Lake Victoria supports the worlds largest freshwater fishery which employs over 1 million people, and provides the regions most inexpensive source of dietary protein. Unfortunately, eutrophication and climate change are threatening critical ecosystem services, though the precise impact of these stressors is not clear. Remotely-sensed satellite data is well suited to fill large knowledge gaps and help stakeholders monitor and track ecosystem changes in this and other African Great Lakes.
Tourism in Uganda has over the years witnessed steady growth and is increasingly supporting economic growth and contributing to natural resource conservation. Although studies have been carried out to assess the impact of tourism on natural resources in Uganda, limited attention has been given to examining how tourism developments influence ecologically sensitive shore environments.
Well-dated sediment cores from Lake Tanganyika provide records of environmental change over timescales of centuries to millennia, giving us insights about how this complex ecosystem has responded to processes such as climate change (both before and after the onset of the industrial revolution) and watershed deforestation. They extend our knowledge of changes into the pre-observational era and the period prior to intensive land use, large-scale fishing and anthropogenic warming.
Lake Turkana is a transboundary resource, spanning the borders of Kenya and Ethiopia. The lakes importance to the well-being of local communities and national governments is not well documented compared to other Great Lakes of Africa. The lake basin is experiencing accelerated anthropogenic activities including construction of cascading dams and large scale irrigation projects along River Omo; oil discovery and ongoing exploration; associated resource use conflicts and construction of Africas largest wind power plant and episodic climatic changes.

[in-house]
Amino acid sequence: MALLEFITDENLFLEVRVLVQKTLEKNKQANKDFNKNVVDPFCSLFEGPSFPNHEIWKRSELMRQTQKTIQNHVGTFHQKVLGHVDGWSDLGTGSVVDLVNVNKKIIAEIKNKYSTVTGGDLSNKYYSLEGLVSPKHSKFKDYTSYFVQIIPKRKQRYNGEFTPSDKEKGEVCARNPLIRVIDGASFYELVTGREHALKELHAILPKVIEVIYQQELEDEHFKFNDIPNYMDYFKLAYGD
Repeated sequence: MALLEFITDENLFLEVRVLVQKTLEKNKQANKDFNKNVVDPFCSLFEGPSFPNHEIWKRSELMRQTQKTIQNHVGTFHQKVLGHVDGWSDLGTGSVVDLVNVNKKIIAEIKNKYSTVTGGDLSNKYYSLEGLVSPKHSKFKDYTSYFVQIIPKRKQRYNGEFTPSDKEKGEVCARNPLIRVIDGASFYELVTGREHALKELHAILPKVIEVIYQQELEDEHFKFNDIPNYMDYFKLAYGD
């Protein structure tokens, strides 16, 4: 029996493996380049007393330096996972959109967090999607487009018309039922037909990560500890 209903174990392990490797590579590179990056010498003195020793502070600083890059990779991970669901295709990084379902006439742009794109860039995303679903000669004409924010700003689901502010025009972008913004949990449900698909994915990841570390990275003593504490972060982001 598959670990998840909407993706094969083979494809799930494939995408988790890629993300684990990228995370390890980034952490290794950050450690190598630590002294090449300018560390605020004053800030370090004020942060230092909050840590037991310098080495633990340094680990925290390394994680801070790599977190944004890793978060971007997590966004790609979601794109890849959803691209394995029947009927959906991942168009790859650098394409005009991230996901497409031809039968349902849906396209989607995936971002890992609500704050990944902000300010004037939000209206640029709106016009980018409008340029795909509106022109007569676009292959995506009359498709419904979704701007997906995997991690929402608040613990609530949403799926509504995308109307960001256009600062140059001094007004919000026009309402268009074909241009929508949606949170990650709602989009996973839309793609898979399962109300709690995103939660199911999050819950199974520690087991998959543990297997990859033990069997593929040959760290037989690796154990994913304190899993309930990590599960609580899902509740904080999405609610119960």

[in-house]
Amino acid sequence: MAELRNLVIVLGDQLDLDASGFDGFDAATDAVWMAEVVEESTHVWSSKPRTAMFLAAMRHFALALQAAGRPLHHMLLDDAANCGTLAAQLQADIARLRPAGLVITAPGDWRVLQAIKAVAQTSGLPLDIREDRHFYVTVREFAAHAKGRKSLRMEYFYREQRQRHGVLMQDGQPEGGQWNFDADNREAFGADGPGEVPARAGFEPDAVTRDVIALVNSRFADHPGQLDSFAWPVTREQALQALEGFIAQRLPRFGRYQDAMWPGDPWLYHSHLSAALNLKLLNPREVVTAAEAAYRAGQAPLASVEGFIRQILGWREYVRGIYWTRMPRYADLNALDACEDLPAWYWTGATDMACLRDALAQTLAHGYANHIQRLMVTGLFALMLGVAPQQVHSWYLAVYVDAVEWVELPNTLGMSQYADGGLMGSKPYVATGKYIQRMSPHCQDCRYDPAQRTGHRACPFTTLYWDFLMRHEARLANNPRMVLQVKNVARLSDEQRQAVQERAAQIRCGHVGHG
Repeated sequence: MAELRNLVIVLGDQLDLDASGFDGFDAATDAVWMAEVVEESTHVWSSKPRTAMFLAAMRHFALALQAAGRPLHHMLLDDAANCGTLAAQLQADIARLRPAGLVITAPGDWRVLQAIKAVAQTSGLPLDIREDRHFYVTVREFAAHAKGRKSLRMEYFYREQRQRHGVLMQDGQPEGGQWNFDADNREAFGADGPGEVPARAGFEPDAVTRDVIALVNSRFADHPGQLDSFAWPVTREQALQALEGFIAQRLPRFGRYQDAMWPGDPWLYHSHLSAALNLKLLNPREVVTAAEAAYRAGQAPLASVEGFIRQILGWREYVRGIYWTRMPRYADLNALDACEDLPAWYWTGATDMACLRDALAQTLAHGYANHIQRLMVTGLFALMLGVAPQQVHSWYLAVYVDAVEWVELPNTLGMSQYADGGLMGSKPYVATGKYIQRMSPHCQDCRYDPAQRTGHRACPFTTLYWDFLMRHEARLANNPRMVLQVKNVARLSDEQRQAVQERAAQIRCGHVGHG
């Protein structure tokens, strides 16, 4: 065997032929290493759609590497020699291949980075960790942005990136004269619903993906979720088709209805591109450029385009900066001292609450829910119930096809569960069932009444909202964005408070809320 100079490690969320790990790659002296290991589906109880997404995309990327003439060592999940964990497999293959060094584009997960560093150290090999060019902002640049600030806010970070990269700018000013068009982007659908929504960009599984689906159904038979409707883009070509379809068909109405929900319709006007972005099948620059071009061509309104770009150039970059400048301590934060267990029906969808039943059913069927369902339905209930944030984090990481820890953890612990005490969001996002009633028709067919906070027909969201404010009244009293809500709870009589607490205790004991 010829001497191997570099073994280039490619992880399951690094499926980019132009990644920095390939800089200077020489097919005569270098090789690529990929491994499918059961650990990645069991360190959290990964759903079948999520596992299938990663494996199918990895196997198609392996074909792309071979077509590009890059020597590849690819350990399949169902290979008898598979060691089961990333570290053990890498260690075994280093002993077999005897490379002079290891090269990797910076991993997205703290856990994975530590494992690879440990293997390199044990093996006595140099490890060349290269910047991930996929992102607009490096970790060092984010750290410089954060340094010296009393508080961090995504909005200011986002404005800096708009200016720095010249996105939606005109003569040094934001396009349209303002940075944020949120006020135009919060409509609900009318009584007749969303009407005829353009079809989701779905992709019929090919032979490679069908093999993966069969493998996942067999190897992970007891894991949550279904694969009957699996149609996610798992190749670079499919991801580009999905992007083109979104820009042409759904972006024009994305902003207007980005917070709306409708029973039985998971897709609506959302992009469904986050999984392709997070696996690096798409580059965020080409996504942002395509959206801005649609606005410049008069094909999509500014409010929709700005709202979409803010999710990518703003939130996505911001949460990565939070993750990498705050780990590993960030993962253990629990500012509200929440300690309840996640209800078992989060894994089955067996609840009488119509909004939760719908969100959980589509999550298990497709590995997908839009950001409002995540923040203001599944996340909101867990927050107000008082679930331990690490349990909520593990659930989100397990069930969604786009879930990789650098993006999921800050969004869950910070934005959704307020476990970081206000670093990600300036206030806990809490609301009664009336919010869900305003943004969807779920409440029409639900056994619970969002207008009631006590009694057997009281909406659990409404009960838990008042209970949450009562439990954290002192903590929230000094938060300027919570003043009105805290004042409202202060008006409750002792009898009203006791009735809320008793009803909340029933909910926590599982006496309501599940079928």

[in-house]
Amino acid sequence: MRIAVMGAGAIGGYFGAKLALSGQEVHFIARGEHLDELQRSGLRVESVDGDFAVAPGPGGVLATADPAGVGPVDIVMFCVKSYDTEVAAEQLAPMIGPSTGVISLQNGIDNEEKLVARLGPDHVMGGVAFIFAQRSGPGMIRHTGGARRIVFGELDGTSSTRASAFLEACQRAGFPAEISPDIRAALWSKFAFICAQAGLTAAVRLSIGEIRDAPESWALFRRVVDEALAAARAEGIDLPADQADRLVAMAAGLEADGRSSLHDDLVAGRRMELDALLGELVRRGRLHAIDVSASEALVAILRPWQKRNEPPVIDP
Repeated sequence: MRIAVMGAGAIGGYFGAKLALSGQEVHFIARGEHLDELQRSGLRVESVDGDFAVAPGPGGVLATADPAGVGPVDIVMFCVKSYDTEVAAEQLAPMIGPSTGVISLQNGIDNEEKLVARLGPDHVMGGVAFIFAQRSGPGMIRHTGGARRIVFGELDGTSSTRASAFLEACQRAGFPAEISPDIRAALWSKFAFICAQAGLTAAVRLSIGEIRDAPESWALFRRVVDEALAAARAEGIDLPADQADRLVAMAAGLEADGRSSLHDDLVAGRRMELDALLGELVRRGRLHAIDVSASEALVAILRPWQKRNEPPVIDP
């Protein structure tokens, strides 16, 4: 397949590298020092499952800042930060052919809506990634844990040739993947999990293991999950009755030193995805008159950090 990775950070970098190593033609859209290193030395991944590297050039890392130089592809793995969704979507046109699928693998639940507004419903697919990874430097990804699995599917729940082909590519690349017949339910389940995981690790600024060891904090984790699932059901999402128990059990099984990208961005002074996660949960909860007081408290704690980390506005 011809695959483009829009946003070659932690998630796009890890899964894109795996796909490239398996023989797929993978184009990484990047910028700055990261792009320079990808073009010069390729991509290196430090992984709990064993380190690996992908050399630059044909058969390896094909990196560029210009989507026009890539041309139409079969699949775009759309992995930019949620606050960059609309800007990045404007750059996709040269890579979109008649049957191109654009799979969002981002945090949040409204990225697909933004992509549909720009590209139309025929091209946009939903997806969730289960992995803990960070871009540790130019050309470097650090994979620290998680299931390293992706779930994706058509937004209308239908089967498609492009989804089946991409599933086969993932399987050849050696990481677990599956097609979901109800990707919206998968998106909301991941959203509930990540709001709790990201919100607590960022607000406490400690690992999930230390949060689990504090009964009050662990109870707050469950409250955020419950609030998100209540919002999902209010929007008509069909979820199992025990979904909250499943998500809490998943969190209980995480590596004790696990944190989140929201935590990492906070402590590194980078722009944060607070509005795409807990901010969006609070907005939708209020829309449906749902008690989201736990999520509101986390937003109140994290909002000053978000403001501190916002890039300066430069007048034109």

Indicator 6.6.1 tracks changes over time in the extent of water-related ecosystems. It uses the imminent date of 2020 in order to align with the Aichi Targets of the Convention of Biodiversity, but will continue beyond that date to align with the rest of the SDG Targets set at 2030. Whereas all ecosystems depend on water, some ecosystems play a more prominent role in the provision of water-related services to society. Consequently, one of the focuses for global monitoring of this indicator is lakes.
Lake Victoria has one of the highest endemic fish species-area-relationships of any freshwater bodies in the world. More than 90% of this diversity is composed of haplochromine cichlids that have undergone an evolutionary radiation in the region into more than 700 endemic species in the past 100,000 years. These species belong to more than 20 different major ecological guilds from large benthic and small pelagic herbivores at one end of the consumer food web to inshore and pelagic fish predators at the other end.